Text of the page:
So do you have your Christmas tree yet? Where did it, or will it, come from? Chopped down in your backyard? Picked out after an outing in the woods or to a tree farm in the country? Bought at a local farmer’s market or — as is the bane (I mean convenience) of us Suburban Farmgirls — plucked from the nearest corner lot that sprouted last week the day after Thanksgiving?
(Hard to imagine there are any farmgirls out there who go for an artificial tree — are there??)
Welcome to December, that season I wait all year for… yet which inevitably sneaks up on me way too suddenly, just the same. There I was, perfectly content in the whole cornucopias-and-crunchy-leaves groove of the last holiday when, overnight, my pumpkin-and-brown color scheme is all wrong wrong wrong!
When do you typically make the pilgrims-to-Santas switch?
I’m actually traveling right now so I’m off the hall-decking hook for another 10 days or so. Most years I try to hold off on buying a Christmas tree until about the 15th, although I do start to dig out some decorations about now.
(All the ornaments on my tree are handmade, which you can see behind the happy elf in that photo above — but since I haven’t dug out the boxes, I can’t photograph them to show you, so that’s the subject of another post!)
Even though I know winter is a relatively quiet time on a farm, my wannabe-farmgirl cravings seem strongest this time of year, because my favorite kinds of decorations are natural ones — the kind I can’t rustle up too easily right outside my door (unless I hop in the minivan and hit the local Whole Foods or aforementioned corner tree lot).
In addition to a tree, there’s:
Wreaths: I did put a fresh evergreen-and-pinecone wreath on the front door before I left. Every year I swear I’m going to learn how to make my own and every year I succumb to a pretty one I see in a market (or in this case, this year, on a stand outside my local Harris-Teeter grocery store, $12.95).
I used to have a grapevine wreath that I changed out with the seasons – autumnal flowers, spring flowers, or at Christmas, tiny Christmas ornaments that could tolerate being outside. I lost it in a move a few years back, though.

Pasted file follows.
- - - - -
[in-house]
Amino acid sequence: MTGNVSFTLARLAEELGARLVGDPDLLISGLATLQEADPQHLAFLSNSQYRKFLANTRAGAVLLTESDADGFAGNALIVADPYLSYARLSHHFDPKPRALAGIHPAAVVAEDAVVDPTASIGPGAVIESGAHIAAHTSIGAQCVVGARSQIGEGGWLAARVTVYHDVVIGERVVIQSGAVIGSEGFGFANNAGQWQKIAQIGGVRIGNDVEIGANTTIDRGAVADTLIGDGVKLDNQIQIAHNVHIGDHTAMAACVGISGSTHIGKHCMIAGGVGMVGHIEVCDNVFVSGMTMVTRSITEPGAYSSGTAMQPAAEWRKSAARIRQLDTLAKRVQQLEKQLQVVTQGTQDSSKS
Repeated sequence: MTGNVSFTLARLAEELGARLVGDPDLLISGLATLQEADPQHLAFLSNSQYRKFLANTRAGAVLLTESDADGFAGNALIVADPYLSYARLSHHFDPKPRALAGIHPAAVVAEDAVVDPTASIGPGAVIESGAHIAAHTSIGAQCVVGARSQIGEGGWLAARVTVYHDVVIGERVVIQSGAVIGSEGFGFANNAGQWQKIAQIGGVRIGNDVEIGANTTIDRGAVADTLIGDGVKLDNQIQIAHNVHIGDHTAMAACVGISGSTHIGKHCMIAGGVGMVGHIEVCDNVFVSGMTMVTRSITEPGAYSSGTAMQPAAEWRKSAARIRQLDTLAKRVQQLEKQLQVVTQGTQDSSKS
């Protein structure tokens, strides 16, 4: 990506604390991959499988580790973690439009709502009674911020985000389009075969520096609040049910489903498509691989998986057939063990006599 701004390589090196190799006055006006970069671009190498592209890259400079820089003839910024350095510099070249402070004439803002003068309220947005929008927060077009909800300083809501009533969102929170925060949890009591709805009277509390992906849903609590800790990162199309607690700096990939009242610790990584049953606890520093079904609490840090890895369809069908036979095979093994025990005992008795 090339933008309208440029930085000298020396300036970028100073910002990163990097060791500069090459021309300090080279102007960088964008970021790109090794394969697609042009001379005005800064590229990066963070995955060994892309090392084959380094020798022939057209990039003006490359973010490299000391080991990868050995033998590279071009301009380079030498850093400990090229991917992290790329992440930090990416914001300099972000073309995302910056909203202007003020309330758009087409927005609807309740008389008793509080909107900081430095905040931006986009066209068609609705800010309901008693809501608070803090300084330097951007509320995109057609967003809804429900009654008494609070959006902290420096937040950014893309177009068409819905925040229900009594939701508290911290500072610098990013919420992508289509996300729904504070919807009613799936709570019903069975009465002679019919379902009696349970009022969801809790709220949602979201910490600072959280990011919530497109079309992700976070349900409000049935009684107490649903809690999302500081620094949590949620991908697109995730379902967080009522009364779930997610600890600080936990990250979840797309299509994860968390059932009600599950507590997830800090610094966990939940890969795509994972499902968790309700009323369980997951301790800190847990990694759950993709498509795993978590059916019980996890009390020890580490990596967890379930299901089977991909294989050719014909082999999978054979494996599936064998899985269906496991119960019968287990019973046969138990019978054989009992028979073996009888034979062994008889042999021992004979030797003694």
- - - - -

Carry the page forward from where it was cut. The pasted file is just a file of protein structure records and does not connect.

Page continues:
Other greenery: I love those dramatic swags of greens sweeping up a staircase or covering a mantle. But a) I don’t have an open staircase, b) I don’t get how to make ’em stay up! and c) I don’t get how they stay green (do you have to mist them?) and d) they seem awfully expensive, when you’re not dragging them in from your back 40.
Flowers: My old house had a holly tree, perfect for cutting big branches to place in a vase. No such luck with the plants where I live now. So I usually have to buy flowers — is it Christmas without pointsettias? I have a friend who decorates with white ones, which I’d always thought of as too elegant but which actually come off homey-rustic, although I’m a sucker for the classic red ones. Might try both this year.
Potpourri and other scents: I always set out a large bowl of pinecones (picked off the ground) sprinkled with cinnamon. And I’ve decided that my project with the girls this year will be to stud some oranges with cloves (pomanders) – a Christmassy-scented I learned from my fourth-grade teacher.
Quick pomander directions: Buy the thinnest-skinned oranges you can find. With a large darning needle, pierce evenly-spaced holes all over the orange, or make a patterned design like stripes. You can even write words, like “Peace” or “Noel.” Then place a whole clove in each hole, so the top sticks out visibly. Arrange them in a pretty bowl on your kitchen table and inhale!
Has anyone tried this with lemons and apples? I want to, just to see what happens. Doubt the apples will last long, or smell as sweet, but won’t they be pretty with their seasonal red?!